By NEMS Daily Journal
In an age-old ritual, another school year starts this week in Tupelo, Lee County and across the region. Northeast Mississippi has long had a special relationship with its public schools. They are at the heart of our communities and are where all but a very small portion of the region’s children are educated. Most enjoy widespread support in their communities.
They have done comparatively well in educating children through the years, but the challenges and demands on them are greater now than ever. The world has changed, and what was good enough before is no longer sufficient. The standard has to be higher; we have no choice if our students and communities are to keep pace. Students must learn more and stay in school longer if they’re to have a chance to become productive, tax-paying citizens.
“Accountability” has been the buzz word in education policy circles in recent years, and there’s good reason for it. The focus of accountability has appropriately been on teachers and administrators.
But there are others who share in the accountability equation. No laws or state standards speak to parental or community accountability in education, but those are central to educational success.
Schools in which parents are actively engaged and informed do better than those where they aren’t. Homes in which parents emphasize the importance of education and hold their own children accountable will generally produce better students. Communities with both high expectations and high levels of support, financial and otherwise, for their schools will have a much better chance of seeing both their schools and their communities prosper.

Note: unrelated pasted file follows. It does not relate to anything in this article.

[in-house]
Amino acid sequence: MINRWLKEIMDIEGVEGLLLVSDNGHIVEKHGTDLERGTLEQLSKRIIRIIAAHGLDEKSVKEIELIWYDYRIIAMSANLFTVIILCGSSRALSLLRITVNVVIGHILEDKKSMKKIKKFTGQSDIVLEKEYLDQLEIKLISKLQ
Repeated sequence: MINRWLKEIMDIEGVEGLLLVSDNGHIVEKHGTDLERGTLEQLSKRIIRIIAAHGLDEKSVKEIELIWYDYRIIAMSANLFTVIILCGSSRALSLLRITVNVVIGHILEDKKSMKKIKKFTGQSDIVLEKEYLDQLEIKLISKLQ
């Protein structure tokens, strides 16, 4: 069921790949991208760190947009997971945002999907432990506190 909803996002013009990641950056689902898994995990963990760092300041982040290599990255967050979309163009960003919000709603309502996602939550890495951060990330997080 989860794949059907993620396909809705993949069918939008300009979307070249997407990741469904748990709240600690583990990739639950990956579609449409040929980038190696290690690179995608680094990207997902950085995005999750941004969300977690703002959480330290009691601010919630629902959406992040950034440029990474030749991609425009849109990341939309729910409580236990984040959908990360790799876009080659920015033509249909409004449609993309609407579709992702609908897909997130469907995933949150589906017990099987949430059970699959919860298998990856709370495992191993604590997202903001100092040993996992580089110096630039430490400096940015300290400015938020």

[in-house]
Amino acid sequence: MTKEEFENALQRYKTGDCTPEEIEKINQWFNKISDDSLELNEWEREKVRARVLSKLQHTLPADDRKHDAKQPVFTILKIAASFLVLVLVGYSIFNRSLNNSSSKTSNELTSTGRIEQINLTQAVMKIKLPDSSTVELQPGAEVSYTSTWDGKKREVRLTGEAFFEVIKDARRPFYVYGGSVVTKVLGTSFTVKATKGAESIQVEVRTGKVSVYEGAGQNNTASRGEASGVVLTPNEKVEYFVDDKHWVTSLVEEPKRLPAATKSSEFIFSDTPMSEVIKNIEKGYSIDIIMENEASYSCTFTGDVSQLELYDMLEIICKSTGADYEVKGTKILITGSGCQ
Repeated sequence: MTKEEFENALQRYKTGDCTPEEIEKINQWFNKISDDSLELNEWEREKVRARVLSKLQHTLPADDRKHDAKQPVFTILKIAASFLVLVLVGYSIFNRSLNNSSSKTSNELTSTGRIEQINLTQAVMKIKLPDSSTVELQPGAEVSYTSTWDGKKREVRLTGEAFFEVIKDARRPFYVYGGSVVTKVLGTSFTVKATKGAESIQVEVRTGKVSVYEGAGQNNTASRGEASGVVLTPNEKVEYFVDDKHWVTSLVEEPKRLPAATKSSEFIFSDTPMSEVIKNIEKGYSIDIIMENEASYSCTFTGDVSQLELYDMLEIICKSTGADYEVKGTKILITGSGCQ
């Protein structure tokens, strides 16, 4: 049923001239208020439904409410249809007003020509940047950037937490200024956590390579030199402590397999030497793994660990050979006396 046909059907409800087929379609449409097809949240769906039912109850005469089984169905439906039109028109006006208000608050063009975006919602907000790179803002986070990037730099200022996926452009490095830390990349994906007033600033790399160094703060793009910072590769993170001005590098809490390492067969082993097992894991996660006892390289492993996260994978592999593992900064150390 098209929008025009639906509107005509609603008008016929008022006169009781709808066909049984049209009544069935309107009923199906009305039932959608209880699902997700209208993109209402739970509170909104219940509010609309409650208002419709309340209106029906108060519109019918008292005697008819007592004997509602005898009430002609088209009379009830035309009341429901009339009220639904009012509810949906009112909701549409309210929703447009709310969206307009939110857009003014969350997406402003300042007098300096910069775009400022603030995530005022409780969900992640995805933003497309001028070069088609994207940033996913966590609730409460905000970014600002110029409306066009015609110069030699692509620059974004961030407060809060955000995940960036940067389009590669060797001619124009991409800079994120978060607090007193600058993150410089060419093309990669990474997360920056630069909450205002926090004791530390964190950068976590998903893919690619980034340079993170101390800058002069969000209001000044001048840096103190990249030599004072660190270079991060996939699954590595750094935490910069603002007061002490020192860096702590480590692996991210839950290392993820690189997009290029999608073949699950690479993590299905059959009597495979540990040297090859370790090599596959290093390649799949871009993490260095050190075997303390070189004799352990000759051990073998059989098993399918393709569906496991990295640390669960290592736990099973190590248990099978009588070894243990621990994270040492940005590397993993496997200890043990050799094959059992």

Great teachers and administrators find ways to reach and teach children even when these conditions don’t exist, but it’s much harder.
We need to remember this as we go about the business of demanding that our teachers, administrators and school boards produce better results. The rest of us have a critical role to play in seeing that it happens.
Parents and grandparents should regularly ask themselves: Are we doing enough to instill the importance of education in our own children? Are we ensuring that they take school seriously, that they respect their teachers and fellow students, that they behave themselves and otherwise do what’s expected?
Communities should regularly ask themselves: Are we insisting on high standards in our schools? Are we providing the financial resources for the schools to meet those standards? Are individual citizens, businesses and community organizations donating their own time, effort and involvement to strengthen and support the schools?
Only when the predominant answers to these questions are yes will our schools be where they need to be.